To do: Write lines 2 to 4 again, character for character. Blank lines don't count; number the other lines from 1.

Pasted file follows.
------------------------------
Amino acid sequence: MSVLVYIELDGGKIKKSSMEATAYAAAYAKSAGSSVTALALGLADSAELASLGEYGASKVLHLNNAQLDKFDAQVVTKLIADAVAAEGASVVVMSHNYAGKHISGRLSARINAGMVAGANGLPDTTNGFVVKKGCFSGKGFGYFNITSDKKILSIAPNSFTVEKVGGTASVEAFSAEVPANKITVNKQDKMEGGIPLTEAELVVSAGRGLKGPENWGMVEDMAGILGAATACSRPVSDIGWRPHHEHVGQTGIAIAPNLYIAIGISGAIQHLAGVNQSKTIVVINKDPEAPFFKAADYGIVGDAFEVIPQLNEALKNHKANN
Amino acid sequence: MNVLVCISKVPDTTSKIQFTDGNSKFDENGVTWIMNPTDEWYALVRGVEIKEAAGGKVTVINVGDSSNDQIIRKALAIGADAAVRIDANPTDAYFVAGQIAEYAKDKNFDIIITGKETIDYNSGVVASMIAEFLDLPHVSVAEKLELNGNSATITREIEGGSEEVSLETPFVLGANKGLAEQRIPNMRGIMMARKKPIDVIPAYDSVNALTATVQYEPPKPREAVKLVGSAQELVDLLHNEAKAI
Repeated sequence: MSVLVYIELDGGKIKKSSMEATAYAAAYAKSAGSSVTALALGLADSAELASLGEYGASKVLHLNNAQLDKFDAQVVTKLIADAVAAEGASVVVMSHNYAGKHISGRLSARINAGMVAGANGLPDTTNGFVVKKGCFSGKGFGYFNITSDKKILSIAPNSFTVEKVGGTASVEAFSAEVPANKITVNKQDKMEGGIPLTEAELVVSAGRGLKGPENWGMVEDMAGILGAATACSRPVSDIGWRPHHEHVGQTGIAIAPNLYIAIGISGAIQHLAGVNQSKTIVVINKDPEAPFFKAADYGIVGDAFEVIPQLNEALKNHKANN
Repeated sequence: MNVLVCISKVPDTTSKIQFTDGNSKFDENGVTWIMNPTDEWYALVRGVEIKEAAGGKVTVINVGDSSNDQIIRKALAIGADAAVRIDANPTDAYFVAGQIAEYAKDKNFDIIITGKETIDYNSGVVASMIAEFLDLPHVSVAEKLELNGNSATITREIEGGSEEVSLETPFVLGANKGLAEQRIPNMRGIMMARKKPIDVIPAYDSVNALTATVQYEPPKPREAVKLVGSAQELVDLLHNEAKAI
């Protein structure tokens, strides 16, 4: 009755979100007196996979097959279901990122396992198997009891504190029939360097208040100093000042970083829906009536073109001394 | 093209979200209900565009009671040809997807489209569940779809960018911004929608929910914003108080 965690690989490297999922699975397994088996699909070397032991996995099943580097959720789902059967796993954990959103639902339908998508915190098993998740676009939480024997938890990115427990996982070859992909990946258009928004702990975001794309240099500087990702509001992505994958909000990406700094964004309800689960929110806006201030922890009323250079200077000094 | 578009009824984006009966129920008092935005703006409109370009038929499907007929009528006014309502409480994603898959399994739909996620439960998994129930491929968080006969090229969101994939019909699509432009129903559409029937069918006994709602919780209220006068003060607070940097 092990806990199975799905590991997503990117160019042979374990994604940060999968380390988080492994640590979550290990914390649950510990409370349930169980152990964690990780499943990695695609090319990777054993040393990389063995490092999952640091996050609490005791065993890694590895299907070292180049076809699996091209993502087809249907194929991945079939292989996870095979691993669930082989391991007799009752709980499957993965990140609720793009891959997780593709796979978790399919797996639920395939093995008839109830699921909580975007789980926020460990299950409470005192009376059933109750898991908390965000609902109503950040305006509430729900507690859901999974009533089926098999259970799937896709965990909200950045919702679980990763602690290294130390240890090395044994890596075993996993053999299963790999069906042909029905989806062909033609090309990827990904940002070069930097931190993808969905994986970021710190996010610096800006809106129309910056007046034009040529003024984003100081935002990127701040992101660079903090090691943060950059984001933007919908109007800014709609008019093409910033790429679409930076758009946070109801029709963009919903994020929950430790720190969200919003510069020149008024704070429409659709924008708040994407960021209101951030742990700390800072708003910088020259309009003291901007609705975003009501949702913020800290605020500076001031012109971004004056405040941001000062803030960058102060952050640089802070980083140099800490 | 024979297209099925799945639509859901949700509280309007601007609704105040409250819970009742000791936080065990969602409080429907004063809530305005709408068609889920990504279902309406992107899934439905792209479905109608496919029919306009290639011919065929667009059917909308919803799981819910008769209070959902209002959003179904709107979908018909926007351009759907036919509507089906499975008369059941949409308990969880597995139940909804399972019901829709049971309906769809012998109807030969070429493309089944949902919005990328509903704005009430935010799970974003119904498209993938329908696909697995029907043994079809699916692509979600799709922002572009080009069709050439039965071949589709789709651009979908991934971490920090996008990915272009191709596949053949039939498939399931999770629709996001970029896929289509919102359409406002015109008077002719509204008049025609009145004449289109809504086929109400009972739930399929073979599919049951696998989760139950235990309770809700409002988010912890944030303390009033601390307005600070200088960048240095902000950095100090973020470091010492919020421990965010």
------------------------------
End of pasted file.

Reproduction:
Amino acid sequence: MNVLVCISKVPDTTSKIQFTDGNSKFDENGVTWIMNPTDEWYALVRGVEIKEAAGGKVTVINVGDSSNDQIIRKALAIGADAAVRIDANPTDAYFVAGQIAEYAKDKNFDIIITGKETIDYNSGVVASMIAEFLDLPHVSVAEKLELNGNSATITREIEGGSEEVSLETPFVLGANKGLAEQRIPNMRGIMMARKKPIDVIPAYDSVNALTATVQYEPPKPREAVKLVGSAQELVDLLHNEAKAI
Repeated sequence: MSVLVYIELDGGKIKKSSMEATAYAAAYAKSAGSSVTALALGLADSAELASLGEYGASKVLHLNNAQLDKFDAQVVTKLIADAVAAEGASVVVMSHNYAGKHISGRLSARINAGMVAGANGLPDTTNGFVVKKGCFSGKGFGYFNITSDKKILSIAPNSFTVEKVGGTASVEAFSAEVPANKITVNKQDKMEGGIPLTEAELVVSAGRGLKGPENWGMVEDMAGILGAATACSRPVSDIGWRPHHEHVGQTGIAIAPNLYIAIGISGAIQHLAGVNQSKTIVVINKDPEAPFFKAADYGIVGDAFEVIPQLNEALKNHKANN
Repeated sequence: MNVLVCISKVPDTTSKIQFTDGNSKFDENGVTWIMNPTDEWYALVRGVEIKEAAGGKVTVINVGDSSNDQIIRKALAIGADAAVRIDANPTDAYFVAGQIAEYAKDKNFDIIITGKETIDYNSGVVASMIAEFLDLPHVSVAEKLELNGNSATITREIEGGSEEVSLETPFVLGANKGLAEQRIPNMRGIMMARKKPIDVIPAYDSVNALTATVQYEPPKPREAVKLVGSAQELVDLLHNEAKAI